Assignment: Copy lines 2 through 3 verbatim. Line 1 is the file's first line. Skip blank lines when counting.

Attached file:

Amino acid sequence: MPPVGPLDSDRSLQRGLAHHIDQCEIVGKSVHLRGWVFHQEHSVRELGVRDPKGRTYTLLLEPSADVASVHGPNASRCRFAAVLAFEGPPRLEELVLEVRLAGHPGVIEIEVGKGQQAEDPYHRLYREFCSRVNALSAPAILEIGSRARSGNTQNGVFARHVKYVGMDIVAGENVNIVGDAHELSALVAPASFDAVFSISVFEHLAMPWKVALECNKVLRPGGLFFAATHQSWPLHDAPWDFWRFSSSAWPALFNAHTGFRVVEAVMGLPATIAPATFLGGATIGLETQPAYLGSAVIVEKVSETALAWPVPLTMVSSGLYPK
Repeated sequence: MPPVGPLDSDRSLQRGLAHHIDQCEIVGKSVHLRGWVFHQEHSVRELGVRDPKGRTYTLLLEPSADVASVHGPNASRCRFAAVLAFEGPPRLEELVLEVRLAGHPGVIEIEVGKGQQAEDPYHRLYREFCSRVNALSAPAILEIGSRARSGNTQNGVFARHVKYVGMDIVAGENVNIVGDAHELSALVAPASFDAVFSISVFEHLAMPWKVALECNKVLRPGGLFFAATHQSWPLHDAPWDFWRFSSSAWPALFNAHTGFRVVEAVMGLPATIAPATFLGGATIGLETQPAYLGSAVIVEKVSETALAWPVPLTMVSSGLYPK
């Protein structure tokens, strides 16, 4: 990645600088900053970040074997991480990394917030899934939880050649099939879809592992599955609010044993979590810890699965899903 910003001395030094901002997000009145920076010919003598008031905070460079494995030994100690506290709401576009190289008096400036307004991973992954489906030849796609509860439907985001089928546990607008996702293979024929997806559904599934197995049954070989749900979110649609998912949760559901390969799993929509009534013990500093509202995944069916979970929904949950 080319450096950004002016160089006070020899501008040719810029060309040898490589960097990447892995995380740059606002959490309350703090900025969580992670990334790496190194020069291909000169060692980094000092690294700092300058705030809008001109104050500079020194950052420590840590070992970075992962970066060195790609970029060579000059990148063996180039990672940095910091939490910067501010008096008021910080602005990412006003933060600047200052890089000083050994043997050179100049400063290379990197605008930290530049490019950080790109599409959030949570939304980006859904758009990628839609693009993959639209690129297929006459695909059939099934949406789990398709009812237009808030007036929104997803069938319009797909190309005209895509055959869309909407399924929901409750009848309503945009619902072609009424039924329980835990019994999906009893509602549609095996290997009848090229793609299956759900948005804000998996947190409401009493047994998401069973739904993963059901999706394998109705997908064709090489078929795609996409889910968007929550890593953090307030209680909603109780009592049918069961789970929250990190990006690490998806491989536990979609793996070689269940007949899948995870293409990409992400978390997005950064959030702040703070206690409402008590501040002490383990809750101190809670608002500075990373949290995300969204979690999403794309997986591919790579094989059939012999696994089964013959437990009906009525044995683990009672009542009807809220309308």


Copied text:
Repeated sequence: MPPVGPLDSDRSLQRGLAHHIDQCEIVGKSVHLRGWVFHQEHSVRELGVRDPKGRTYTLLLEPSADVASVHGPNASRCRFAAVLAFEGPPRLEELVLEVRLAGHPGVIEIEVGKGQQAEDPYHRLYREFCSRVNALSAPAILEIGSRARSGNTQNGVFARHVKYVGMDIVAGENVNIVGDAHELSALVAPASFDAVFSISVFEHLAMPWKVALECNKVLRPGGLFFAATHQSWPLHDAPWDFWRFSSSAWPALFNAHTGFRVVEAVMGLPATIAPATFLGGATIGLETQPAYLGSAVIVEKVSETALAWPVPLTMVSSGLYPK
């Protein structure tokens, strides 16, 4: 990645600088900053970040074997991480990394917030899934939880050649099939879809592992599955609010044993979590810890699965899903 910003001395030094901002997000009145920076010919003598008031905070460079494995030994100690506290709401576009190289008096400036307004991973992954489906030849796609509860439907985001089928546990607008996702293979024929997806559904599934197995049954070989749900979110649609998912949760559901390969799993929509009534013990500093509202995944069916979970929904949950 080319450096950004002016160089006070020899501008040719810029060309040898490589960097990447892995995380740059606002959490309350703090900025969580992670990334790496190194020069291909000169060692980094000092690294700092300058705030809008001109104050500079020194950052420590840590070992970075992962970066060195790609970029060579000059990148063996180039990672940095910091939490910067501010008096008021910080602005990412006003933060600047200052890089000083050994043997050179100049400063290379990197605008930290530049490019950080790109599409959030949570939304980006859904758009990628839609693009993959639209690129297929006459695909059939099934949406789990398709009812237009808030007036929104997803069938319009797909190309005209895509055959869309909407399924929901409750009848309503945009619902072609009424039924329980835990019994999906009893509602549609095996290997009848090229793609299956759900948005804000998996947190409401009493047994998401069973739904993963059901999706394998109705997908064709090489078929795609996409889910968007929550890593953090307030209680909603109780009592049918069961789970929250990190990006690490998806491989536990979609793996070689269940007949899948995870293409990409992400978390997005950064959030702040703070206690409402008590501040002490383990809750101190809670608002500075990373949290995300969204979690999403794309997986591919790579094989059939012999696994089964013959437990009906009525044995683990009672009542009807809220309308």